A friend and I ventured to Comic-Con for the first (and only) time that year, thanks in no small part to depressed travel prices after 9/11. We were there for the comics and any other media figures we met were strictly good fortune. On the Saturday of the convention, in the infamous Hall H, we made plans to see Ray Bradbury speak, mostly as a warm up for the next two headliners in the same venue: J. Michael Straczynski and Joss Whedon, respectively. Taking in Bradbury was just a way of snagging a good seat.

Ray was about to preemptively punk Joe and Joss by virtue of unmitigated awesome.

Bradbury strode in to the stage with a bit of frailty, being a mere 81 at the time, to a thunderous ovation. He took his seat, and was greeted by a nondescript moderator who asked him a series of utterly forgettable questions, most of them about Bradbury's "ironic" fear of flying. Fortunately, said moderator quickly had to bow out to run another panel, and in his place perhaps unknowingly organized one of the great happenstance reunions in the history of science fiction.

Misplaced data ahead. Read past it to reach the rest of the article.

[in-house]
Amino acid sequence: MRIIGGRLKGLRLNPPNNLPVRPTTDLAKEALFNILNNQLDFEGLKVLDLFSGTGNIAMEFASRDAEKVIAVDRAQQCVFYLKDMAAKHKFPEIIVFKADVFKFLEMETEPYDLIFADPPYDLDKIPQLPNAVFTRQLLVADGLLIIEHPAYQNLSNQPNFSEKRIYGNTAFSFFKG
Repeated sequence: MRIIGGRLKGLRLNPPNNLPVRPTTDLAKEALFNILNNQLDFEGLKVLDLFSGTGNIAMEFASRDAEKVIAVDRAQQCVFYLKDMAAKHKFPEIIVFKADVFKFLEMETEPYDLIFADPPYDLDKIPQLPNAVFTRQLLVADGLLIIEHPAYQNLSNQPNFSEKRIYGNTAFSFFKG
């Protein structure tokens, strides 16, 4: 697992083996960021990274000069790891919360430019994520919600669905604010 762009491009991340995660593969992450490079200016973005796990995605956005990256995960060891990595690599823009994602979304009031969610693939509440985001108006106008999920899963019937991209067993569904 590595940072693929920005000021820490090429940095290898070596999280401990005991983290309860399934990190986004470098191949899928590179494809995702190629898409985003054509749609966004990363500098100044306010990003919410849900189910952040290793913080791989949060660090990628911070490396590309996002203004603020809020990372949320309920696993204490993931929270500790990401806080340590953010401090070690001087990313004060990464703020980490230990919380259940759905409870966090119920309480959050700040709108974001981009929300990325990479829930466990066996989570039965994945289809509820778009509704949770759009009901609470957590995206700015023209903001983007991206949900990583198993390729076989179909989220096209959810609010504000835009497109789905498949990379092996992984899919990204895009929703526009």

Ray Bradbury spent the next 50 minutes being "interviewed" by Julius Schwartz, the Editor Emeritus of DC Comics who practically invented the Silver Age and, prior to his work on funnybooks, just happened to be the literary agent for one Ray Bradbury. What began as a tepid Q&A panel quickly became one boisterous old friend goading another into recounting his greatest and most amusing accomplishments.